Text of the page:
By Fred Koch
MY FABULOUS PLUM, by Peter Himmelman, Finny Records, $15, ages 6-10; www.peterhimmelman.com. Chicago rock music fans may recognize the name Peter Himmelman from his numerous concerts and WXRT-FM radio airplay. Lauded by many for his imaginative songwriting, Himmelman has now released his second children’s CD, “My Fabulous Plum.” His first release for children, “My Best Friend Is A Salamander,” was released in 1997 and remains a favorite of mine for its originality and childlike splendor. Plum takes up where Salamander left off with another set of great songs kids and parents can enjoy together. And isn’t that really the standard by which we gauge children’s music? The best children’s music engages our kids in a meaningful way and not only appeals to us, but is also music we want our children to hear.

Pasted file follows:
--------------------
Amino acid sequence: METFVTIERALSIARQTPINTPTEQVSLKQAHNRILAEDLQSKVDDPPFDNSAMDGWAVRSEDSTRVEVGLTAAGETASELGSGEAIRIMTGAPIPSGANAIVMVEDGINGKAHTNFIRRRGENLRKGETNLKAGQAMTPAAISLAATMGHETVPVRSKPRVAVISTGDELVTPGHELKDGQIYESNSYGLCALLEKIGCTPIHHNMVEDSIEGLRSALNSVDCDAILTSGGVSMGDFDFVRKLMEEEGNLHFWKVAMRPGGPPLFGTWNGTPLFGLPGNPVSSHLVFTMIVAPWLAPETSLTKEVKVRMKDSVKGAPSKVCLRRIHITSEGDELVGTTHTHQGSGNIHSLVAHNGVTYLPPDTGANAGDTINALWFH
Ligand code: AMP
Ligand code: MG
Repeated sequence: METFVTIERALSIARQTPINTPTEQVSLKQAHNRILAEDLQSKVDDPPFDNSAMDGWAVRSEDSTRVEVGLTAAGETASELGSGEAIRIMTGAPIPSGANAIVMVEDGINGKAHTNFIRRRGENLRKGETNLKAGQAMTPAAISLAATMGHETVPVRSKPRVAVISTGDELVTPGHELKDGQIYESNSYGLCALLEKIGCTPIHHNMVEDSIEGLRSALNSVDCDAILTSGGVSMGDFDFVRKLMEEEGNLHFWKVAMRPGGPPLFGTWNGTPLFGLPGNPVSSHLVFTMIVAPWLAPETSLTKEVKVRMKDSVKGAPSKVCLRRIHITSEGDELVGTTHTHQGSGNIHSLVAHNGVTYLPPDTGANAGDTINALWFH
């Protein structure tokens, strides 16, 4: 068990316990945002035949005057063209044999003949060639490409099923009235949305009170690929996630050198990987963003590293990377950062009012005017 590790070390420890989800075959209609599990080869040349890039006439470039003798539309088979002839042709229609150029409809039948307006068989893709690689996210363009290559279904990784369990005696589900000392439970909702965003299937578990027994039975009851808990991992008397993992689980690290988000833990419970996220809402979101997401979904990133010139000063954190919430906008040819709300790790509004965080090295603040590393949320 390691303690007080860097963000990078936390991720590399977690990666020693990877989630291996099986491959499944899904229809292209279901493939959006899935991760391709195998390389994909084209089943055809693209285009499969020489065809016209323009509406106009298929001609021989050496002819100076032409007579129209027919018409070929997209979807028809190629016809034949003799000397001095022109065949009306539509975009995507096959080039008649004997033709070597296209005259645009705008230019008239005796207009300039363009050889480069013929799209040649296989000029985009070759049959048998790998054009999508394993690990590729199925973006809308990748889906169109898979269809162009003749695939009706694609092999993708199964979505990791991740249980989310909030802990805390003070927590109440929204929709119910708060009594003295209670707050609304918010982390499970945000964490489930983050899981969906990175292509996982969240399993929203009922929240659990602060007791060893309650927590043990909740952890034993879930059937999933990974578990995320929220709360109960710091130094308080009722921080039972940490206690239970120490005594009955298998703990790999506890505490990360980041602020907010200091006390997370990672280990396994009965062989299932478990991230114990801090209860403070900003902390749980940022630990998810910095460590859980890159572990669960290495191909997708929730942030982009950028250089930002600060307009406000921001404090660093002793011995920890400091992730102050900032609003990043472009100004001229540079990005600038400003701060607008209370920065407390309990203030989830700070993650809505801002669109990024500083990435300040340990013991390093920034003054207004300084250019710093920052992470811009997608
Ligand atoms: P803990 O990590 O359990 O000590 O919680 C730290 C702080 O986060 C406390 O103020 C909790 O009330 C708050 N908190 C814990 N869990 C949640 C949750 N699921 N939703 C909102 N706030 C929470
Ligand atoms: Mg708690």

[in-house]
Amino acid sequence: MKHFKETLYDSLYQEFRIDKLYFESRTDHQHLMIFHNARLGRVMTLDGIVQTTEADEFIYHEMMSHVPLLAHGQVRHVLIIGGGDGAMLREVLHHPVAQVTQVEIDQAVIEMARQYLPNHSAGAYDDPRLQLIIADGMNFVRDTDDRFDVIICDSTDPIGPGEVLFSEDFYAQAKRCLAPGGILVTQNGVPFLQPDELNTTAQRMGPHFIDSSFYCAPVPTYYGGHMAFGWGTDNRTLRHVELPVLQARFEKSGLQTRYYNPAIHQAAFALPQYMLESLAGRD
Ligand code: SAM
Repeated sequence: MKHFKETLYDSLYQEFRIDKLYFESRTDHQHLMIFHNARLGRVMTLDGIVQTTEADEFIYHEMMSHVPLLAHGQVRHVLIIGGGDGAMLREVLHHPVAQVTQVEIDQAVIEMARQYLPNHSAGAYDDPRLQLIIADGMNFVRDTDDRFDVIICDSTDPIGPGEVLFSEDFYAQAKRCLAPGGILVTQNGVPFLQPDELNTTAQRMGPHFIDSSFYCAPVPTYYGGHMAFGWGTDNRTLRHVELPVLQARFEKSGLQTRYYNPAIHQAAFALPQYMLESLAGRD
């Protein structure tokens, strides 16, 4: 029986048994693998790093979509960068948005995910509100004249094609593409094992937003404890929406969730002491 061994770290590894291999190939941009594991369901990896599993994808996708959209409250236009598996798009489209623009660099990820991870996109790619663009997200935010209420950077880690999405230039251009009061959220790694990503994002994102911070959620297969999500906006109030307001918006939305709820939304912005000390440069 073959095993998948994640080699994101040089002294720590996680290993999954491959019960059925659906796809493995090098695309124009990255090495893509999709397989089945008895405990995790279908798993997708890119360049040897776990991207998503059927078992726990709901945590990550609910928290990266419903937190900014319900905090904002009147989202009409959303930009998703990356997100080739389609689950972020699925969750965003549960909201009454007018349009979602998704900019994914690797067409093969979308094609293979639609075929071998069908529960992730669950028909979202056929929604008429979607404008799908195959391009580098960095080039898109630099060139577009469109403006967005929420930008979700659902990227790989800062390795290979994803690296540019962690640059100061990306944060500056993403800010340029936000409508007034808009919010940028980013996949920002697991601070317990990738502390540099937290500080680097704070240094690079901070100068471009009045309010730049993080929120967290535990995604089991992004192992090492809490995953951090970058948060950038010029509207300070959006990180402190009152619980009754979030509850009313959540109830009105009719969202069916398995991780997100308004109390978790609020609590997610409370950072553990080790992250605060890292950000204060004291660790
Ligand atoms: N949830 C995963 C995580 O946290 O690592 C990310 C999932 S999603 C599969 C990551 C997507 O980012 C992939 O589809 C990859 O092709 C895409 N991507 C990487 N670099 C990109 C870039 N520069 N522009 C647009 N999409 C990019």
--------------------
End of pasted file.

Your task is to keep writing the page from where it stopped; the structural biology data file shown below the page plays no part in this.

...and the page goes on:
Himmelman starts his journey with the title track, “My Fabulous Plum,” which turns out to be a flying machine. It is a welcoming song that invites listeners to come along for the ride. And he has planned quite a trip. Himmelman’s songwriting is sparkling with imagery and memorable melodies. There is a lot to listen to as spacey sound effects set the mood and other voices weave their way in and around Himmelman’s vocals. And by the second time around you’ll be singing: “So blow your bassoon and beat on your drum / whatever your name is, you’re welcome to come and ride on my fabulous plum.”